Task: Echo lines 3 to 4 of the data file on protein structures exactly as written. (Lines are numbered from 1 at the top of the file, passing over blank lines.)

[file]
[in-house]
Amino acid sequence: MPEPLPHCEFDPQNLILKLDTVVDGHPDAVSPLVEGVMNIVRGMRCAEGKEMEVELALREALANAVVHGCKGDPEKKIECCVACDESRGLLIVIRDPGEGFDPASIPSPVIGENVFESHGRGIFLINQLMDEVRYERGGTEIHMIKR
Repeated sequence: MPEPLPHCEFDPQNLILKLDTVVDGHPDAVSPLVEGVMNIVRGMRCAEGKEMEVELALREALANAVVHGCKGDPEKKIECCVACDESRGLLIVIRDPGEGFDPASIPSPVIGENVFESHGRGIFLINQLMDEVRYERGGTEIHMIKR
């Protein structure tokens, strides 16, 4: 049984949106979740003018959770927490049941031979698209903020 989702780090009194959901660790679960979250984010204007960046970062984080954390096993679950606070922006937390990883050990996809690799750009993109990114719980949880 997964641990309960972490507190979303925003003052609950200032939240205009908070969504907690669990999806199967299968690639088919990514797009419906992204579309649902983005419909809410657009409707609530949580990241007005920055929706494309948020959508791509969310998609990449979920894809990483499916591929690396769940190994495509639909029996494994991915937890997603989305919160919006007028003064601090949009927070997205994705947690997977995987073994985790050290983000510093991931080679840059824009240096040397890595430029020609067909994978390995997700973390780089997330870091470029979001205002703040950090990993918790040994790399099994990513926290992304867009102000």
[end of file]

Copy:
Repeated sequence: MPEPLPHCEFDPQNLILKLDTVVDGHPDAVSPLVEGVMNIVRGMRCAEGKEMEVELALREALANAVVHGCKGDPEKKIECCVACDESRGLLIVIRDPGEGFDPASIPSPVIGENVFESHGRGIFLINQLMDEVRYERGGTEIHMIKR
């Protein structure tokens, strides 16, 4: 049984949106979740003018959770927490049941031979698209903020 989702780090009194959901660790679960979250984010204007960046970062984080954390096993679950606070922006937390990883050990996809690799750009993109990114719980949880 997964641990309960972490507190979303925003003052609950200032939240205009908070969504907690669990999806199967299968690639088919990514797009419906992204579309649902983005419909809410657009409707609530949580990241007005920055929706494309948020959508791509969310998609990449979920894809990483499916591929690396769940190994495509639909029996494994991915937890997603989305919160919006007028003064601090949009927070997205994705947690997977995987073994985790050290983000510093991931080679840059824009240096040397890595430029020609067909994978390995997700973390780089997330870091470029979001205002703040950090990993918790040994790399099994990513926290992304867009102000």